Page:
Sometimes you decide something before knowing there’s a choice. These kind of events have happened to me enough times to doubt the existence of “free will.” When Judy and I bought the house we’re in now we did not make a conscious decision. We looked at each other and agreed, wordlessly, that this was the place. That was over thirty-five years ago and we’re still in the same house. Jim saw this little house on the cul-de-sac and apparently found the decision already settled. It was the right choice for him, too, as he was in that house for almost thirty-five years.
In 1970 (I was 46) the thought occured to me that all these years I had been paying rent. First on furnished rooms then on apartments. There wasn’t a solitary thing to account for all that money spent other than the fact that I had a roof over my head and a place to sleep. Continue reading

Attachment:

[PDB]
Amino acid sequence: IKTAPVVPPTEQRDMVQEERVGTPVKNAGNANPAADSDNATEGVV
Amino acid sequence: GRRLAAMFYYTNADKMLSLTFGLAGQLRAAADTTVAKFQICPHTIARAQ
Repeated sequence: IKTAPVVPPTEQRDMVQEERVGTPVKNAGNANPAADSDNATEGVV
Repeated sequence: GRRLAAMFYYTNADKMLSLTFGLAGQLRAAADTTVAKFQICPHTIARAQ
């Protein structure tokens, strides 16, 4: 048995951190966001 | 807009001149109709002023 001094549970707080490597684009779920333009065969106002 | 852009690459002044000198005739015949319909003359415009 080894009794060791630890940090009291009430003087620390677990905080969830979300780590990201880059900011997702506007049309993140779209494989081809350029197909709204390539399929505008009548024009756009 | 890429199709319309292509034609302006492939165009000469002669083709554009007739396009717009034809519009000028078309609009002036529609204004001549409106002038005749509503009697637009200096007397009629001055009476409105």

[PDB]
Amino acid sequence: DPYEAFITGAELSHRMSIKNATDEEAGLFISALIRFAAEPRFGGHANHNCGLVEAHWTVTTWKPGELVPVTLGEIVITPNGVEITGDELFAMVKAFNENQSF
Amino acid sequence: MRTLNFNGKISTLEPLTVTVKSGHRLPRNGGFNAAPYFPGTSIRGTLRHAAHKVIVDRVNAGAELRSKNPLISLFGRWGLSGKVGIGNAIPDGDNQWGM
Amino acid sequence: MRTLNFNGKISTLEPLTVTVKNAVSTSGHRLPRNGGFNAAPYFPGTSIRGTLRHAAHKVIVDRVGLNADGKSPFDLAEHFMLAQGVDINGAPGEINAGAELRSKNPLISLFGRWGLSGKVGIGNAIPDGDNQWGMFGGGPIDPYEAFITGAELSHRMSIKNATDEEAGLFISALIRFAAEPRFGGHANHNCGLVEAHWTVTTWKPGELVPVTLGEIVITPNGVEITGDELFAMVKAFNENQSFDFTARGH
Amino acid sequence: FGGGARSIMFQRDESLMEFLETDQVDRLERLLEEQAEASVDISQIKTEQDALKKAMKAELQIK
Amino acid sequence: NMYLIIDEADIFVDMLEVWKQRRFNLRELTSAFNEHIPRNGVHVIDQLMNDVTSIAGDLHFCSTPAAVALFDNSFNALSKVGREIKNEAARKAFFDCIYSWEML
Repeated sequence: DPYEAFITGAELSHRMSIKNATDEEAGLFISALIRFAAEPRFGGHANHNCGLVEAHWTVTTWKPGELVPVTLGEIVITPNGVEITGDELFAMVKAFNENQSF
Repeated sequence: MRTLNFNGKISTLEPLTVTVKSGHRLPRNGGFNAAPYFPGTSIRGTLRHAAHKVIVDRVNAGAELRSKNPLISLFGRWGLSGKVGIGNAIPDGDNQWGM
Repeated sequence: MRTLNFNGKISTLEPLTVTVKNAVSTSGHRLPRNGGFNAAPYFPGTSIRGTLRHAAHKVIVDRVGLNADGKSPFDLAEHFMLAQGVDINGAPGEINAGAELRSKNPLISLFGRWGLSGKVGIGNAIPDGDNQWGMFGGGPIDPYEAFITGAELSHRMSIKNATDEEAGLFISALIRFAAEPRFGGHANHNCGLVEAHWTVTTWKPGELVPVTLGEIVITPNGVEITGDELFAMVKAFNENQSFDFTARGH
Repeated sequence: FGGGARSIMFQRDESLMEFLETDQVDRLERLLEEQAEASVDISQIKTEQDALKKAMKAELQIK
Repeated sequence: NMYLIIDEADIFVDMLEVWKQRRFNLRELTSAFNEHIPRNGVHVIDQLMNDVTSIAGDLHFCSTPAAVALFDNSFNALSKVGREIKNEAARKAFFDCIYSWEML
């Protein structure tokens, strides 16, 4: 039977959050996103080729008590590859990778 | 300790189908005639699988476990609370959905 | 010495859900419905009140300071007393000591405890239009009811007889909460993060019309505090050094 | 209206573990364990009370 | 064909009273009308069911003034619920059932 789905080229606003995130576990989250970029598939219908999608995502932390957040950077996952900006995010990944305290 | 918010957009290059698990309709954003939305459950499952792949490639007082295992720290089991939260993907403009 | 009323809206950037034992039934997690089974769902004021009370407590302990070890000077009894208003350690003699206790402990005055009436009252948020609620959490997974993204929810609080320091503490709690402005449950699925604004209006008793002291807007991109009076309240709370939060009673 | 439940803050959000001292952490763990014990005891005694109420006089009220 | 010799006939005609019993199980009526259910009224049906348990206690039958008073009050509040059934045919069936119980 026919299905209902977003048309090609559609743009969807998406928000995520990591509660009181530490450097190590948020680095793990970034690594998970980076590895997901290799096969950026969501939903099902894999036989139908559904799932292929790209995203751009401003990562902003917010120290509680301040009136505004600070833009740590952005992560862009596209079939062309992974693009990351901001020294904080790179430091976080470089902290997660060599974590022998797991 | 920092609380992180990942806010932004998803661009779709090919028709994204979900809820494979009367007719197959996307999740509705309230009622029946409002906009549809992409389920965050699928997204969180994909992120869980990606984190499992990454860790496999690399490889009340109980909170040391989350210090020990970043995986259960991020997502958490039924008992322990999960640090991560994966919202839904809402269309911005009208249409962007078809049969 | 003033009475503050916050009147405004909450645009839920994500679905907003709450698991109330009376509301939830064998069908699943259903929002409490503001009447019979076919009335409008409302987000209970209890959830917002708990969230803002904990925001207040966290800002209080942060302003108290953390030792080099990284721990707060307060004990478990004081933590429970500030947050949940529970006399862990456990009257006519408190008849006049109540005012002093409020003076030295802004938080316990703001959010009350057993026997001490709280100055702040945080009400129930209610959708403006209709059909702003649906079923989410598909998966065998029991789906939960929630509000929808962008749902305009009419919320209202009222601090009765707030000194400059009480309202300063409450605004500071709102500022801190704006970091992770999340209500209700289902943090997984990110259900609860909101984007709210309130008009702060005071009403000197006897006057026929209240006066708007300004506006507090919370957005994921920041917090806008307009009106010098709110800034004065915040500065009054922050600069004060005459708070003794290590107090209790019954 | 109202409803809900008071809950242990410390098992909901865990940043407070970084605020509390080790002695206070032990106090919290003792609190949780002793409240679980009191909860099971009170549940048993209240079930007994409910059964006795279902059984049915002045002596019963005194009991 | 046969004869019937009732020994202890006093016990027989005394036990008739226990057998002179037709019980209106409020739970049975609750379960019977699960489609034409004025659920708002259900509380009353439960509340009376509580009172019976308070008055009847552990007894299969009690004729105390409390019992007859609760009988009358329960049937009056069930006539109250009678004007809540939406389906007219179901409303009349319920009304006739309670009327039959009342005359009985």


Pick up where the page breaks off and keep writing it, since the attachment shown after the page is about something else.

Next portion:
Ford Model T controls – click to enlarge
For years Judy and I were members of the local chapter of the Antique Automobile Club of America. Our car, the 1953 Cadillac, was one of the newer vehicles in the club. Several members owned Model T Fords, including Peter A. On one tour, while we were having lunch at the county historical center he allowed volunteer club members to drive his Model T.
What a hoot! Those of us unfamiliar with the vagaries of such an ancient vehicle had trouble believing that anyone could learn how to drive such a beast. Everything Jim mentions below is absolute truth. Steering was difficult at best. Perhaps Jim was too young to notice, but to me the foot pedals were the most confusing part of driving the car. They were nothing like a modern vehicle. Today’s cars have an accelerator and a brake pedal. Not the T.